Revisiting the Fifties in Vienna

Revisiting the Fifties in Vienna

Two new exhibits – Vienna and the 1950s and Women’s Suffrage movement – open at Freeman Store and Museum.

Leslie Herman, Director of Parks and Recreation, Leigh Kitcher, VP of Historic Vienna,  and Gloria Runyon, member of Historic Vienna, listen to Anne Stunz, President of Historic Vienna (second from right), talk about the exhibits.

Leslie Herman, Director of Parks and Recreation, Leigh Kitcher, VP of Historic Vienna, and Gloria Runyon, member of Historic Vienna, listen to Anne Stunz, President of Historic Vienna (second from right), talk about the exhibits. Photo by Lisa Fay/The Connection


A wall of 45s and records explains how technology changed music and popular singles of the day.


John Vrana, historian of Historic Vienna Inc., chats with attendees about the growth of Vienna suburbs.


Alice Morgan Brady holds a photo and newspaper excerpt from 1954 of Curly’s, a clothing store for men, in Vienna. Her family owned the store in the 50s. The building later became Once Upon A Time and is now presently Cocoa Vienna.

As the grand opening party for the Freeman Store and Museum’s new exhibits began, tunes such as Duke Ellington played in the exhibit room while attendees’ conversations started with “Oh I remember when…”. Even down to the fruity punch at the party, which was made from a recipe out of a copy of Better Homes and Gardens cookbook from the exhibit, it tasted like the 50s. Over the course of two months, the board and members of Historic Vienna Inc. readied the exhibit room of the Freeman Store and Museum for its new exhibit: Vienna and the 1950s.

“The 1950’s were a critical point for the town of Vienna,” said Leigh Kitcher, Vice President of Historic Vienna Inc. “It turned from a rural community to a suburb. The town grew enormously. It grew tenfold in that one decade.” Vienna’s population in 1950 hovered around just barley 2,000 people. However, by the 60s, the town had more than 11,000 residents. “The 50s were a period of great social change, not just for Vienna, but for the country as a whole. You had Brown vs. the Board of Education, McCarthyism, the construction of highways, and especially the emergence of the teenager. They had cars!” said Kitcher.

“In 1938, the country passed a law saying that no one under the age of 16 was to work. Previously, children were a major part of the labor force. So they had the freedom and opportunity to go to high school for the first time. High school enrollment blossomed and because there were busses, they could actually get rural kids to the high schools. This then created a meeting place for kids, which created a whole new culture.” Think sock hops and Sadie Hawkins.

THROUGHOUT THE EXHIBIT, people excitedly pointed out where their present day homes were on old maps of Vienna and enjoyed reminiscing about simpler times while viewing informational sections pertaining to fashion, music, toys, and the growth of our nation.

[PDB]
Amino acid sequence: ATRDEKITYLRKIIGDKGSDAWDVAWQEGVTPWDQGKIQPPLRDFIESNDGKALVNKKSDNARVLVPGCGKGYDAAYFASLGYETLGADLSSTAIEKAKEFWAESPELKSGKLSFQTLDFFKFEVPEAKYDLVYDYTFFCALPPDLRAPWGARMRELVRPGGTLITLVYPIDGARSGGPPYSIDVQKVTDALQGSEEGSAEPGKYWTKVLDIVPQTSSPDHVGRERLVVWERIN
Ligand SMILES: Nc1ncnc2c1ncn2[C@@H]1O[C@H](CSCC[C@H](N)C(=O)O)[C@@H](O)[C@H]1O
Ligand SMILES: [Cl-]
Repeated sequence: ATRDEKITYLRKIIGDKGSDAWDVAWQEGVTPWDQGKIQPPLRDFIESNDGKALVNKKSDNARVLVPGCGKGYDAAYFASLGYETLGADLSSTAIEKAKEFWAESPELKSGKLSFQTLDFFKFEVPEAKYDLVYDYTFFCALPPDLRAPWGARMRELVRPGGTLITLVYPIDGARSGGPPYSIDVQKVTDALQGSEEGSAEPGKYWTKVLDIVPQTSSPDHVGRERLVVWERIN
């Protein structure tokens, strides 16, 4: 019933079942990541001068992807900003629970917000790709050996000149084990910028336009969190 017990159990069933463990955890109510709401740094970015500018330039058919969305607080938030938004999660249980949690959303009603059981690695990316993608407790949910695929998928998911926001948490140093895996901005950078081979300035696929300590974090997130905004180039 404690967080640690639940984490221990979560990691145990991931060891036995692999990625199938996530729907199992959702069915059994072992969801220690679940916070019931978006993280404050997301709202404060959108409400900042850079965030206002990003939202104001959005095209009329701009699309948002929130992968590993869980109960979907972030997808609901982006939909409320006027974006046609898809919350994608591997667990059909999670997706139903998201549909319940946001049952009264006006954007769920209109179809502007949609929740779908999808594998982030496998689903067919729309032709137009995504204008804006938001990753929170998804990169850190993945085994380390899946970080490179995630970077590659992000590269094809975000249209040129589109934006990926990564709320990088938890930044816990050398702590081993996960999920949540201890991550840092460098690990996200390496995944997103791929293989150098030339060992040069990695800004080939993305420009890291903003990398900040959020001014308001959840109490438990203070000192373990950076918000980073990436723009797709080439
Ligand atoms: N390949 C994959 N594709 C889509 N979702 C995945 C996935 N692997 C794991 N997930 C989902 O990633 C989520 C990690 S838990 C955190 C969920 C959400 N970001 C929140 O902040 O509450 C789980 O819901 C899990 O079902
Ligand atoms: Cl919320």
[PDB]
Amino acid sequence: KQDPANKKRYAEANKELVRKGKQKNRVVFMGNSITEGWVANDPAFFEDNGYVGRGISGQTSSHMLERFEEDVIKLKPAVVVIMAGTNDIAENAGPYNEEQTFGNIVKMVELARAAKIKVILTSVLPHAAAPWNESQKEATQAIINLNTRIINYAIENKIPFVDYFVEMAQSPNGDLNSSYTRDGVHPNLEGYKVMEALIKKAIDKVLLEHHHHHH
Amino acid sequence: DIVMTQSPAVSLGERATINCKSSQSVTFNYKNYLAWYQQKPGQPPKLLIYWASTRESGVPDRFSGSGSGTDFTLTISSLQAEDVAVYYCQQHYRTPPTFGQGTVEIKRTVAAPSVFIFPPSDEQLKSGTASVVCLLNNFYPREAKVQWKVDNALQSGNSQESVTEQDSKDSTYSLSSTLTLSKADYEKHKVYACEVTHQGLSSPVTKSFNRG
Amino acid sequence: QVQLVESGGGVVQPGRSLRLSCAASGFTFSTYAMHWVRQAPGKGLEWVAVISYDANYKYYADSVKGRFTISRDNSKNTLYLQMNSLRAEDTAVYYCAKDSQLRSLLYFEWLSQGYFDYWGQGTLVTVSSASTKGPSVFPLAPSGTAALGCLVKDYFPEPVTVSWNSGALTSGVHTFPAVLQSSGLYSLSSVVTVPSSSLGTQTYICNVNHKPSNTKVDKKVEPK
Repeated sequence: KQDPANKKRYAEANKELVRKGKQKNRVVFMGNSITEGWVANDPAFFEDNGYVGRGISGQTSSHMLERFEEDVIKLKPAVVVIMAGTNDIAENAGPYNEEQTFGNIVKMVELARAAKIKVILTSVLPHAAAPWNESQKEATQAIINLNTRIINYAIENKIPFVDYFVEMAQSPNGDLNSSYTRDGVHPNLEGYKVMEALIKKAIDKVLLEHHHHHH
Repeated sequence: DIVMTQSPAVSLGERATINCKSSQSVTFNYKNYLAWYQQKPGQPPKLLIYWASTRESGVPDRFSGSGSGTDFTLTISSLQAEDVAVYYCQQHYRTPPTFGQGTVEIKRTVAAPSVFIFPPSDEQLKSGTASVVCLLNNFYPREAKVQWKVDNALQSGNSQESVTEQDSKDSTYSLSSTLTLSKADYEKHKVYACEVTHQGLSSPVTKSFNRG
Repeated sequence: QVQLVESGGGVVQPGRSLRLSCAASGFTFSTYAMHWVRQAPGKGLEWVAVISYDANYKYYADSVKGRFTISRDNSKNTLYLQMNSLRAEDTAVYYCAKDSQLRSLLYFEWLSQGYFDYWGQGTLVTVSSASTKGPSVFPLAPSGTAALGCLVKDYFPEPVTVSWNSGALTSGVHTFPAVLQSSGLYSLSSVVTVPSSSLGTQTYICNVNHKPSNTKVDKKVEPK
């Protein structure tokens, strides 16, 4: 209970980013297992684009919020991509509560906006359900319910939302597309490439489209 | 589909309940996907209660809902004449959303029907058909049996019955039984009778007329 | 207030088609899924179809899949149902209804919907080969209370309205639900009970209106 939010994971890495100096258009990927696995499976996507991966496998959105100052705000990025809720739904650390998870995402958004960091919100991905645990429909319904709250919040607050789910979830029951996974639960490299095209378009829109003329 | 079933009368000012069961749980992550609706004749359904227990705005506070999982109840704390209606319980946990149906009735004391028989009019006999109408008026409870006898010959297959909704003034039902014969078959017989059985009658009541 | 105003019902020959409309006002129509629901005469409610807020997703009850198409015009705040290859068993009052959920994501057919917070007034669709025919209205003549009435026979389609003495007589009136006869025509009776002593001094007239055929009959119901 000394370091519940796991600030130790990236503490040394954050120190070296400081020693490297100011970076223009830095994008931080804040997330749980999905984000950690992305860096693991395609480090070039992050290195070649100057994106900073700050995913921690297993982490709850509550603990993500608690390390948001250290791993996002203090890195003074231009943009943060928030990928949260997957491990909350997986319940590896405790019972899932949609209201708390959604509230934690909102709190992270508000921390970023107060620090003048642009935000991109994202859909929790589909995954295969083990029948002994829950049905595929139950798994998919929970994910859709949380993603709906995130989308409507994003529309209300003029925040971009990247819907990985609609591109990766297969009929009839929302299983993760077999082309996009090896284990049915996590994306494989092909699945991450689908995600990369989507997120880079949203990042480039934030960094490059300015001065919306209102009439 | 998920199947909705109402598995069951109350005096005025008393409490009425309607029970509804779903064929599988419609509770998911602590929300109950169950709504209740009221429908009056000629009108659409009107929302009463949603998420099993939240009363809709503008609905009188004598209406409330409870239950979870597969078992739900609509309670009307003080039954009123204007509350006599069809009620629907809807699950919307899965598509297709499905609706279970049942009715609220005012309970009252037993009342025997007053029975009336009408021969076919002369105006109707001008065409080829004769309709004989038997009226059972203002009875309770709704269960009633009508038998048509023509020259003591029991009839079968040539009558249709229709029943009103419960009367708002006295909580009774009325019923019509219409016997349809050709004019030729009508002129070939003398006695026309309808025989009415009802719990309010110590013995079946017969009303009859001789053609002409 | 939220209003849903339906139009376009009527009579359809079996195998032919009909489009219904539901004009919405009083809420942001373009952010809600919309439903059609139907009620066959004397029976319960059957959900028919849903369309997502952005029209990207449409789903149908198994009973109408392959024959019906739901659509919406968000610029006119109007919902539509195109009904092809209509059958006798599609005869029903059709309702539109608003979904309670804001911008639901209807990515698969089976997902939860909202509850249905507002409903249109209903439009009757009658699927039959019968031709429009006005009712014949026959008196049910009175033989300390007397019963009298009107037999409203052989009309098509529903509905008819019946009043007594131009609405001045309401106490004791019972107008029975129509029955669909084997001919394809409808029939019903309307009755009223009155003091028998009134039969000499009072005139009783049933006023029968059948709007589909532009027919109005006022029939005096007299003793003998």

Downstairs in the hallway, a new installment of the Women’s Suffrage movement promoted the League of Women Voters.

“Our League of the Fairfax Area was founded in 1948, but the original League was formed in 1920,” said Beth Tudan, Executive Director of the League of Women Voters of the Fairfax Area. “As a league we hold candidate forums, voter services, registration and education. In Fairfax, we’re working on the voter registration drive for high schools. … We asked our board if we could go in and educate the students. The program started about two years ago with 1,600 students and now it approximately has about 5,000,” said Tudan. The League of Women Voters is extensive: there are six local leagues in the National Capital Area league, who then feed into the Virginia league and then onto the National league. “We also write studies,” said Tudan. “In Fairfax we have about ten discussion groups, such as Vienna, Oakton, Reston and McLean, that focus on a study we’ve done and then we discuss it. This past month we focused on election security and cybersecurity affecting elections.” The League is both a 501(c)(3) and 501(c)(4), both considered non-profits, but the main difference is that you cannot endorse candidates or lobbying through a 501(c)(3), only through a 501(c)(4). “We have two different sets of boards. One is more focused on voter registration and education while the other is for advocacy and lobbying,” said Tudan.

THE LEAGUE is also quite excited that the 100th anniversary for women’s right to vote is coming up next year in 2020. “It’s fabulous. Carrie Chapman Catt and other suffragists started this league after we won the right to vote. Instead of just accepting the win, they went on and created this League to help educate women about who and what were on ballots, while also never endorsing candidates. To this day we’ve kept with that,” said Tudan. “I think we look pretty good for 100!”

Visitors can view both exhibits on at the Freeman Store and Museum on Wednesday-Sunday, from 12-4 p.m. 131 Church St NE, Vienna, Va.